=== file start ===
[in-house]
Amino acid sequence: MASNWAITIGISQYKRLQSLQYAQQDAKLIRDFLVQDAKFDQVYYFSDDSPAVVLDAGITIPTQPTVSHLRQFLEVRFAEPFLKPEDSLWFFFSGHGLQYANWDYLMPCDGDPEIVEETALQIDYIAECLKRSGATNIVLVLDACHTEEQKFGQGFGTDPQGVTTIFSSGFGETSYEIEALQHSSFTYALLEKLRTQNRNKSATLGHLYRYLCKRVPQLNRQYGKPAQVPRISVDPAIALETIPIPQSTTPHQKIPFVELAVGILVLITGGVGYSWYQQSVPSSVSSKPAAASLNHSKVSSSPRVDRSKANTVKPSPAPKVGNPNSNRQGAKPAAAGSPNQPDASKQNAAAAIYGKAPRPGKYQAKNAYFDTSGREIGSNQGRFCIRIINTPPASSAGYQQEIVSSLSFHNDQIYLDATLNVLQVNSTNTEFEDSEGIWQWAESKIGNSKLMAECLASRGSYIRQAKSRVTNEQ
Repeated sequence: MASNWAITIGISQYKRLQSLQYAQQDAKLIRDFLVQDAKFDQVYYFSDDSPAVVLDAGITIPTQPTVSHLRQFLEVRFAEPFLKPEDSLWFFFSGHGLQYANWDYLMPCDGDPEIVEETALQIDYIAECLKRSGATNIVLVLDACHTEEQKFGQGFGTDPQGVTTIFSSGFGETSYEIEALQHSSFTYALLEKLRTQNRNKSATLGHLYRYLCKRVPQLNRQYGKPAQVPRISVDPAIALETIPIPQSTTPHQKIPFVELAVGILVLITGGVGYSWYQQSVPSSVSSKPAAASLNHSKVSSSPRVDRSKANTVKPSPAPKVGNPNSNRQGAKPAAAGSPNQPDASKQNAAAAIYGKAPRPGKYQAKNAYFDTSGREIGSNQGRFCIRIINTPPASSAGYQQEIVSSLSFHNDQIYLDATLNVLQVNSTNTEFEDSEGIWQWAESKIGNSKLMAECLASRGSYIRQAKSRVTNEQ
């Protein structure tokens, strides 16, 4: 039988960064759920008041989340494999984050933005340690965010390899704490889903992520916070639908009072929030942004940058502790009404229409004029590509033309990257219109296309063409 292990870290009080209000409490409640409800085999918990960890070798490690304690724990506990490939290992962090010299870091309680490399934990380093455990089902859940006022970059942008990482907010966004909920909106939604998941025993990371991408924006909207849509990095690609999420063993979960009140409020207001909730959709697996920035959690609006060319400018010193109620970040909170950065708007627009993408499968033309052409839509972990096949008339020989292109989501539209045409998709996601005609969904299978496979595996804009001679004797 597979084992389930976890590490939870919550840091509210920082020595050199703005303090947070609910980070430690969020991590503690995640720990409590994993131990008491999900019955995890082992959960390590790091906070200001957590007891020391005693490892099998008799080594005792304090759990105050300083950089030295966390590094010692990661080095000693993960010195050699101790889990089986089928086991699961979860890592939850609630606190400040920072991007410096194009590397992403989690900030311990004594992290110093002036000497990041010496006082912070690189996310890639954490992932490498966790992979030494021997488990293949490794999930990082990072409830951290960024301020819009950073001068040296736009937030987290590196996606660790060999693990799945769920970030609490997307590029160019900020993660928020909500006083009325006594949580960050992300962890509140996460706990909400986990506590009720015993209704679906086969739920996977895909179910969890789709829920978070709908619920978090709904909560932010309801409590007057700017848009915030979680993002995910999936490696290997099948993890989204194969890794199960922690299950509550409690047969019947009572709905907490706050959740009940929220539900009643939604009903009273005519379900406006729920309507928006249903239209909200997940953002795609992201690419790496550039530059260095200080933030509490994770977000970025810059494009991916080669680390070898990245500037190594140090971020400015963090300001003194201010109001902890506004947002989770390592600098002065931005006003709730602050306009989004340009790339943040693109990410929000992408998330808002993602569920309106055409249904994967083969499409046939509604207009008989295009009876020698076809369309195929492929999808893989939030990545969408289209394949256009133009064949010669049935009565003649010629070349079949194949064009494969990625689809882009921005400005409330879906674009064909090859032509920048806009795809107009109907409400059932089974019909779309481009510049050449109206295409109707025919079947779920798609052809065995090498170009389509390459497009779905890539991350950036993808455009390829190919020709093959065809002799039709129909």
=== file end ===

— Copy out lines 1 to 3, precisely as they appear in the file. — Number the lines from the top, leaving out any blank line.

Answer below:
[in-house]
Amino acid sequence: MASNWAITIGISQYKRLQSLQYAQQDAKLIRDFLVQDAKFDQVYYFSDDSPAVVLDAGITIPTQPTVSHLRQFLEVRFAEPFLKPEDSLWFFFSGHGLQYANWDYLMPCDGDPEIVEETALQIDYIAECLKRSGATNIVLVLDACHTEEQKFGQGFGTDPQGVTTIFSSGFGETSYEIEALQHSSFTYALLEKLRTQNRNKSATLGHLYRYLCKRVPQLNRQYGKPAQVPRISVDPAIALETIPIPQSTTPHQKIPFVELAVGILVLITGGVGYSWYQQSVPSSVSSKPAAASLNHSKVSSSPRVDRSKANTVKPSPAPKVGNPNSNRQGAKPAAAGSPNQPDASKQNAAAAIYGKAPRPGKYQAKNAYFDTSGREIGSNQGRFCIRIINTPPASSAGYQQEIVSSLSFHNDQIYLDATLNVLQVNSTNTEFEDSEGIWQWAESKIGNSKLMAECLASRGSYIRQAKSRVTNEQ
Repeated sequence: MASNWAITIGISQYKRLQSLQYAQQDAKLIRDFLVQDAKFDQVYYFSDDSPAVVLDAGITIPTQPTVSHLRQFLEVRFAEPFLKPEDSLWFFFSGHGLQYANWDYLMPCDGDPEIVEETALQIDYIAECLKRSGATNIVLVLDACHTEEQKFGQGFGTDPQGVTTIFSSGFGETSYEIEALQHSSFTYALLEKLRTQNRNKSATLGHLYRYLCKRVPQLNRQYGKPAQVPRISVDPAIALETIPIPQSTTPHQKIPFVELAVGILVLITGGVGYSWYQQSVPSSVSSKPAAASLNHSKVSSSPRVDRSKANTVKPSPAPKVGNPNSNRQGAKPAAAGSPNQPDASKQNAAAAIYGKAPRPGKYQAKNAYFDTSGREIGSNQGRFCIRIINTPPASSAGYQQEIVSSLSFHNDQIYLDATLNVLQVNSTNTEFEDSEGIWQWAESKIGNSKLMAECLASRGSYIRQAKSRVTNEQ